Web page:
The learned Judge in the court below rightly found that while the death of the spouse would abate the proceedings for divorce in as far as the existence of the marriage is concerned, other aspects of causes relating to the matrimonial proceedings do not abate. The respondent had sought orders in respect of the two children of the family and herself, which included a lump sum payment and an order for property adjustment. It is not therefore correct to state that the children of the family were not intended to benefit from the ancillary relief application which was before the court. While an application for maintenance or other periodic payments may abate on the death of a respondent, it could not be the same for an application for a lump sum payment or property settlement. Since these applications were before the court, the Judge cannot be entirely faulted for having taken the interests of the children in arriving at his ruling.
The 1st appellant argues in her first ground of appeal that the Judge in the court below ignored the issue which was before him in the appeal. In this respect, Counsel referred to the Deputy
Registrars application of the provisions of the Married Women Property Act of 1882. We have carefully perused the ruling of the learned Judge and we find that the Judge did not address his mind to this point but to the general position of the law. We have also perused the ruling of the learned Deputy Registrar against which the 1st appellant had appealed to a Judge in Chambers. The relevant portion of the judgment reads:
The Petitioners application for a share of the property should in my view, be looked at differently. Section 21 of the Married Womens property Act, 1882 gives every woman civil remedies in her own name against all persons, including her husband, for the protection and security of her own separate property. In any question between husband and wife as to the title to or possession of property, either spouse may apply to the Court under Section 17 of the said Act for the determination of such question. The Court may make such order with respect to the property in dispute as it thinks fit.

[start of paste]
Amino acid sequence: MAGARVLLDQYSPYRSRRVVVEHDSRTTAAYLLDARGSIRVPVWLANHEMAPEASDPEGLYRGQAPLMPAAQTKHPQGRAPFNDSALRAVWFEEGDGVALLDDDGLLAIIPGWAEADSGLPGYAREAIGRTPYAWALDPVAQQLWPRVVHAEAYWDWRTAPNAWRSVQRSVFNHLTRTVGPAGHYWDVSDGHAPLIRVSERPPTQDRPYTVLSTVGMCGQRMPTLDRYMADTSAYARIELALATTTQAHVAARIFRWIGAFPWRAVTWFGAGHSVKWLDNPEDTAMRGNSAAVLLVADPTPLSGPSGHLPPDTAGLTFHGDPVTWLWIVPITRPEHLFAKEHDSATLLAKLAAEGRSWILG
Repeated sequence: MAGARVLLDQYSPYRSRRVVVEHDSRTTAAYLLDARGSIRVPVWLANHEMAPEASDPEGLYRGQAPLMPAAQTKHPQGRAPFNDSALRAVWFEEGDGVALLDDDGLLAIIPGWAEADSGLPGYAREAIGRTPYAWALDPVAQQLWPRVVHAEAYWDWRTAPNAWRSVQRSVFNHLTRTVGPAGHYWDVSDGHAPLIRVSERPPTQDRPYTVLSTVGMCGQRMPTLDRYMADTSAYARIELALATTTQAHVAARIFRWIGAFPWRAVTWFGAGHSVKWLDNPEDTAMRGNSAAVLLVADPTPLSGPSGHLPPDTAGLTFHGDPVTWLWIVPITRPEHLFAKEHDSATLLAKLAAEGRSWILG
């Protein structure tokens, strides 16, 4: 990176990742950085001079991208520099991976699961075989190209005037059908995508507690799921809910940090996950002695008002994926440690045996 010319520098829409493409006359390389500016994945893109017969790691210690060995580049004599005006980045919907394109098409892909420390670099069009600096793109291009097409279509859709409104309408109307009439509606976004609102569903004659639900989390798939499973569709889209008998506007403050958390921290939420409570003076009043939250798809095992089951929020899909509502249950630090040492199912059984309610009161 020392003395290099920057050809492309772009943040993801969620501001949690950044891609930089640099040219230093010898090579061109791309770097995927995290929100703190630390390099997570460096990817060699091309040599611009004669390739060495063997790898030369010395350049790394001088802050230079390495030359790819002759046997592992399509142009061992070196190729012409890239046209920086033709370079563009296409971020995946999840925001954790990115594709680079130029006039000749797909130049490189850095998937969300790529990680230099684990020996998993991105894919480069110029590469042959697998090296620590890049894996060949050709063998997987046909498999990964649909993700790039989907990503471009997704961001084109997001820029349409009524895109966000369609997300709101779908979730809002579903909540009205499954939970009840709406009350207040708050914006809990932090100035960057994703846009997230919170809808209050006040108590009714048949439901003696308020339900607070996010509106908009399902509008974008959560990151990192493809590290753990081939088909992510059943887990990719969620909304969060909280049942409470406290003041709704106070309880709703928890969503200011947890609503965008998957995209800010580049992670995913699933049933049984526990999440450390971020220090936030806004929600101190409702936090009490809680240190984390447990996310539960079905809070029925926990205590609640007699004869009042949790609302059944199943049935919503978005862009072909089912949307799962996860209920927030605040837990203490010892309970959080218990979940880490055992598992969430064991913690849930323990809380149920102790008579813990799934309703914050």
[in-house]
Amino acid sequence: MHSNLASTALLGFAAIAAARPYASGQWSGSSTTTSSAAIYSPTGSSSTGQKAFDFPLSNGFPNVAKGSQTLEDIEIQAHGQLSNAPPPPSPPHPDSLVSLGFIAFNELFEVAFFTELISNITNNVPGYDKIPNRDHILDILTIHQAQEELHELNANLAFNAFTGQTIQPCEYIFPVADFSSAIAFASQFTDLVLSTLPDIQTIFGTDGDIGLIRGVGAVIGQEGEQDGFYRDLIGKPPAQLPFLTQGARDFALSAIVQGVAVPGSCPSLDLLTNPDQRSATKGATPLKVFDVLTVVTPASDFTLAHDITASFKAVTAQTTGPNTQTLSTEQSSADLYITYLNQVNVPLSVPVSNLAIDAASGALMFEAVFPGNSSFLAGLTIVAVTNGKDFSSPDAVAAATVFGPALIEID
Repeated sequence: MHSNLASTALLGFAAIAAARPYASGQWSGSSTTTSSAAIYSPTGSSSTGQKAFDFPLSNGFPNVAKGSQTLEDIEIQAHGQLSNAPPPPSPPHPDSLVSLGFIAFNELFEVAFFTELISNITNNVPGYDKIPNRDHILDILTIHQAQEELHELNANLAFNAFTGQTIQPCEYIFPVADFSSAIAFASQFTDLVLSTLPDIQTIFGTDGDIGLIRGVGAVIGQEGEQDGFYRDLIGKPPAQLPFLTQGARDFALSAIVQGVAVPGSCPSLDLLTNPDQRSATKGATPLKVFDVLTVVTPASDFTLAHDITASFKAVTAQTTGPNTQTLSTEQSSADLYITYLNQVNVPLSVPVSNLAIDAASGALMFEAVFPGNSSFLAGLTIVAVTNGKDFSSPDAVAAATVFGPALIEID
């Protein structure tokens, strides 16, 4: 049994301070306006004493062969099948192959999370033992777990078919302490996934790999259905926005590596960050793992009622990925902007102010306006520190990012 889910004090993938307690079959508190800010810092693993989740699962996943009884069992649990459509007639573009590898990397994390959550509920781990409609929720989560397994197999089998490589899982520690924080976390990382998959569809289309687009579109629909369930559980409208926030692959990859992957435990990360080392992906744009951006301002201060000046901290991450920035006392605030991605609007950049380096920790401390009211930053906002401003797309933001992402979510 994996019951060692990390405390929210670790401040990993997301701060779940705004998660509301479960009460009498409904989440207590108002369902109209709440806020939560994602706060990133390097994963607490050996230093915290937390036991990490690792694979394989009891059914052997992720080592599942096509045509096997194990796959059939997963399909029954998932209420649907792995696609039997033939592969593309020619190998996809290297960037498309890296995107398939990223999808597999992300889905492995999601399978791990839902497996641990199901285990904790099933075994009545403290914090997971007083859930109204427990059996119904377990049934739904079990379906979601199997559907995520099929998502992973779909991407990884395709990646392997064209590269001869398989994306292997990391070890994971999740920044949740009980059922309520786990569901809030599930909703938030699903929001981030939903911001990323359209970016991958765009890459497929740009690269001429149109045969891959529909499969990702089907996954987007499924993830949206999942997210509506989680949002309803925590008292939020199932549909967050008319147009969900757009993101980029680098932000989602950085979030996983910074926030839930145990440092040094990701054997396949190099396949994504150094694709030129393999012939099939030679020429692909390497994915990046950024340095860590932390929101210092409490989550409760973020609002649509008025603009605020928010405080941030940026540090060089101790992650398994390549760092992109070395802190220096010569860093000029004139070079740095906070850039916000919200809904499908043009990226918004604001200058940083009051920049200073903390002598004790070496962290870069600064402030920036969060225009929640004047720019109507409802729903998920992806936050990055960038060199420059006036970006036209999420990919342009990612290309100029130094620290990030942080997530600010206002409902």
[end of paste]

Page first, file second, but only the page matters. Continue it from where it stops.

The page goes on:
To us, this passage, demonstrates that the Deputy Registrar was alive to the options which the respondent could resort to, to protect and pursue her interests and rights in the property which was acquired during the subsistence of the marriage. In our view, this was a prudent direction in an application which sought to abate or discontinue an action while the respondents applications were pending before the court. We do not get the impression that the respondents application was going to be decided under Section 21 of the Married Womans Property Act, unless there was an application to that effect.
In the second ground of appeal, the 1st appellant raised issue with the other orbiter comments of the learned Judge. We would agree that the comments in issue impugned the objectivity of the Judge. The comments went beyond the issues which were before the learned Judge. We are satisfied however that any umpire who was properly directed by the facts of the case and the law applicable would have reached the same conclusion.
Consequently, we find no merit in this appeal, it is dismissed with costs.